If it seems doubly incredible that this future Hollywood diva was rock-identified, her choice of contemporaries assured it, John Prine and Leon Russell especially, and never mind that the Carpenters got to "Superstar" first. As for "Delta Dawn," how were mere rockers to know that Nashville thought it was Tanya Tucker's, much less that Helen Reddy wanted it too? How were they to know that this brassy-voiced musical comedy vet and her jazz-tinged schlock-rock production were corrupting red-blooded heterosexual singer-songwriterdom with a sensibility both gay and feminist--a sensibility that adored daring women from Ethel Waters to Midler herself and made room for Tanya and Karen too?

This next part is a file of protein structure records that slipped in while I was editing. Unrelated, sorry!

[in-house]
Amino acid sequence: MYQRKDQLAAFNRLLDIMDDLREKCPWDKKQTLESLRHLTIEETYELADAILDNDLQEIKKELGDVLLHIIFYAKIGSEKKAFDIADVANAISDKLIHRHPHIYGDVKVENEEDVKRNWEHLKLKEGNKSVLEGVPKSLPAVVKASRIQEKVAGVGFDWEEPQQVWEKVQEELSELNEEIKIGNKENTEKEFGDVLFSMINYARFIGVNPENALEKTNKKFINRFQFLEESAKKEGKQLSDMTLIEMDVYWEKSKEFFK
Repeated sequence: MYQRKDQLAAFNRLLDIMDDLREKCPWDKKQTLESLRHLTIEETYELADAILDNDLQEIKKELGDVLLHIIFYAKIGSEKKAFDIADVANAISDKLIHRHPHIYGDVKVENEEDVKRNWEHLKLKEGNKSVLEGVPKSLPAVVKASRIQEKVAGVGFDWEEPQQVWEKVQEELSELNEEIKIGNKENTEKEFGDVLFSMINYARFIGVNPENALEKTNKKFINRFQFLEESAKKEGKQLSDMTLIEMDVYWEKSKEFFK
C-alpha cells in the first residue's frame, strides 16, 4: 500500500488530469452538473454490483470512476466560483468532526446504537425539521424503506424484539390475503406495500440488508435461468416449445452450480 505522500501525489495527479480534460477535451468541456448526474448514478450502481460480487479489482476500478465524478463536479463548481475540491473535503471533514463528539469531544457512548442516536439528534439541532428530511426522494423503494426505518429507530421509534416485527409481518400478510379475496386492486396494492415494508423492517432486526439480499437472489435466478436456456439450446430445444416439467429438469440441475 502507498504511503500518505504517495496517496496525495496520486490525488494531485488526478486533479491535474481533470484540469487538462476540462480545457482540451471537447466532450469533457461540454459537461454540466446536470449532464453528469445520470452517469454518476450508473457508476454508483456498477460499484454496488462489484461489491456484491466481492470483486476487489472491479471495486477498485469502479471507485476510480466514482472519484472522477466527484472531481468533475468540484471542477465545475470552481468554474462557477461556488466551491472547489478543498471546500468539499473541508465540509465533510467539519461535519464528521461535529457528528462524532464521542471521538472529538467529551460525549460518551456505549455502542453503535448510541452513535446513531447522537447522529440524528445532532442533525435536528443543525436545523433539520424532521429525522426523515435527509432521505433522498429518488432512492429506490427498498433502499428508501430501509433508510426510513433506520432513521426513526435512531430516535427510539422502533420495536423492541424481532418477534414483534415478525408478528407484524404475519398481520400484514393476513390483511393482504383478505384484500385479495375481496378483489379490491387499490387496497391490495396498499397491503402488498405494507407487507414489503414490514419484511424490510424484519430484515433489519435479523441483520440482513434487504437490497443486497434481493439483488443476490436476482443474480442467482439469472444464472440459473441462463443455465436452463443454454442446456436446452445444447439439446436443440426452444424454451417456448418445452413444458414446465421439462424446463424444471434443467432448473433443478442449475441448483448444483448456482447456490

Never again would Midler sell this sensibility with such verve--a part of her really liked schlock, and once established she indulged the weakness. But on this album the facetious comedy and complex kindness of camp still lifts songs that seem obvious now because she helped make them that way. It posits a unified field theory of American pop that only philistines would be narrow-minded enough to deny.
Rolling Stone, (unpublished)